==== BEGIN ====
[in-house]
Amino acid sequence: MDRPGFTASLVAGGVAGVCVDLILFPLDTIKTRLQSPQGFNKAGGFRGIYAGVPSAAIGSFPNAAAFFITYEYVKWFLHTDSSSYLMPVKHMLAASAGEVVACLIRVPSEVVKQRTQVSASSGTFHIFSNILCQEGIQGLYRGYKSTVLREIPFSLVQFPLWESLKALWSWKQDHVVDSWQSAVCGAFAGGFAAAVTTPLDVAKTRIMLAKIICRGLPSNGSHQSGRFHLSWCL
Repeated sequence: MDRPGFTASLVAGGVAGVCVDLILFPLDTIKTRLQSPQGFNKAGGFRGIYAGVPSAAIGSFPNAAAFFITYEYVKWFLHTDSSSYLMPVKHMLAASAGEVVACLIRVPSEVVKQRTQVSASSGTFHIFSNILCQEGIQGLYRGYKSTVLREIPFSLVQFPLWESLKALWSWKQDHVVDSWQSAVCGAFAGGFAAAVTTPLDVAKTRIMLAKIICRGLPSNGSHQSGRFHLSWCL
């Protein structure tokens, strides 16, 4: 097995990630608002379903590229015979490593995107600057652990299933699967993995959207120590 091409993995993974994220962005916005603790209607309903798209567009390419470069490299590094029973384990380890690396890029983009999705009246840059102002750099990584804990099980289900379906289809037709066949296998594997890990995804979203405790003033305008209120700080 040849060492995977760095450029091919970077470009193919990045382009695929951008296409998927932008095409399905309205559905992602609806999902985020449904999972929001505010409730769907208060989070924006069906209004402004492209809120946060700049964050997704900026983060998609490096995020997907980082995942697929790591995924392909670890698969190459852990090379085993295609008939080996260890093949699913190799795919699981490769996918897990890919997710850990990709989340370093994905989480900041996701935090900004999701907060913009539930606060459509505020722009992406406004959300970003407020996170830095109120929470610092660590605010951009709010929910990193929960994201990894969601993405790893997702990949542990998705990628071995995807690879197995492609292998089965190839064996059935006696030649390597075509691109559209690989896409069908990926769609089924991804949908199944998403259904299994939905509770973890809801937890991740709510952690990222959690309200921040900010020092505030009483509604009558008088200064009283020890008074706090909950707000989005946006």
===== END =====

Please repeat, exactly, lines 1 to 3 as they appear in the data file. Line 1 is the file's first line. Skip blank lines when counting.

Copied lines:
[in-house]
Amino acid sequence: MDRPGFTASLVAGGVAGVCVDLILFPLDTIKTRLQSPQGFNKAGGFRGIYAGVPSAAIGSFPNAAAFFITYEYVKWFLHTDSSSYLMPVKHMLAASAGEVVACLIRVPSEVVKQRTQVSASSGTFHIFSNILCQEGIQGLYRGYKSTVLREIPFSLVQFPLWESLKALWSWKQDHVVDSWQSAVCGAFAGGFAAAVTTPLDVAKTRIMLAKIICRGLPSNGSHQSGRFHLSWCL
Repeated sequence: MDRPGFTASLVAGGVAGVCVDLILFPLDTIKTRLQSPQGFNKAGGFRGIYAGVPSAAIGSFPNAAAFFITYEYVKWFLHTDSSSYLMPVKHMLAASAGEVVACLIRVPSEVVKQRTQVSASSGTFHIFSNILCQEGIQGLYRGYKSTVLREIPFSLVQFPLWESLKALWSWKQDHVVDSWQSAVCGAFAGGFAAAVTTPLDVAKTRIMLAKIICRGLPSNGSHQSGRFHLSWCL